The visual attention lab is where my students and I conduct research on the fundamentals of attention in complex dynamic visual environments, using tasks such as the multiple-object tracking task, subitizing (a form of enumeration), and visual search.
Multiple-object tracking is thought to be related to visual-motor coordination. Graduate student Mallory Terry is studying the impact of multiple- object tracking on visually guided touch and balance.
There are three related tasks that are used to study the ability to keep track of the positions of multiple items in complex dynamic visual scenes: multiple-object tracking, multiple-identity tracking, and multiple-object awareness. Graduate student Rachel Eng is investigating the relationships between these tasks, which may be linked to performance in driving tasks that involve keeping track of the positions of multiple road users at once while driving (e.g. turning left across traffic).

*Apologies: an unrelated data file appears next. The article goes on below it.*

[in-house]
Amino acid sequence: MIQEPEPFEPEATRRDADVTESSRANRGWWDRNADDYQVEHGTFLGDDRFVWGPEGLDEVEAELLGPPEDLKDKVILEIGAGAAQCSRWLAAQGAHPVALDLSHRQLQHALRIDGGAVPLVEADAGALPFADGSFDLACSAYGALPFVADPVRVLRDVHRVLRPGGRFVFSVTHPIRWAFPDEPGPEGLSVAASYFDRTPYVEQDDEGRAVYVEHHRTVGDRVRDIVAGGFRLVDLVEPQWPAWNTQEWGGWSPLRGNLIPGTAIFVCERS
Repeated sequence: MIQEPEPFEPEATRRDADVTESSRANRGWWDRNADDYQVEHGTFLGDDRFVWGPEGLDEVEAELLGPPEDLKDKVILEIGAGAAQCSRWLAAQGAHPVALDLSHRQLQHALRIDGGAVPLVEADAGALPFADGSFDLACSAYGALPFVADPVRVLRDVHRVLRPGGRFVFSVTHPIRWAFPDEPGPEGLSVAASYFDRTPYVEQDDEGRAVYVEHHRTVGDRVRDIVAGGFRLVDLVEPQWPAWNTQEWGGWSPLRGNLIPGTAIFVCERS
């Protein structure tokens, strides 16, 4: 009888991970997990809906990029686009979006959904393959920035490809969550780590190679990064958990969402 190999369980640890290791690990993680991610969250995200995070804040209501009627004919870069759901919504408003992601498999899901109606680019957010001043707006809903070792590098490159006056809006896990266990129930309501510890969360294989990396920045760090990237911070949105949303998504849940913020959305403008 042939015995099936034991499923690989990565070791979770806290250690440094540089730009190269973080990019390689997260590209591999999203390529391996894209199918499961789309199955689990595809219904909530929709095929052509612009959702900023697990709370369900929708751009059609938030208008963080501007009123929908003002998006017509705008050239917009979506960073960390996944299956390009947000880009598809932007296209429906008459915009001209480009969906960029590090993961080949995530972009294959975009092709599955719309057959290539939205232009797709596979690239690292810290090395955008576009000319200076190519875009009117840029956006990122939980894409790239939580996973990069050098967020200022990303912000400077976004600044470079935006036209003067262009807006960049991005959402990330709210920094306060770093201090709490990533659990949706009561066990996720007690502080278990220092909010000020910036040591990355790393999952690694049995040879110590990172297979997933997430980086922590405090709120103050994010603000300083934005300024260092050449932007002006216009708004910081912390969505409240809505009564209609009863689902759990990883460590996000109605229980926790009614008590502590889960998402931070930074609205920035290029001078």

Sometimes we see more than is actually there. A Kanisza illusory contour figure is one defined by edges that are not physically present in the image. For example, Image a (above) depicts an Kanisza illusory rectangle whereas Image b depicts the same rectangle defined by real contours. Graduate student Natasha Hardy studies how the visual system processes illusory contours by looking at how these figures are enumerated.
>If you are a student and would like to get involved in the visual attention lab, click on this link (Student opportunities).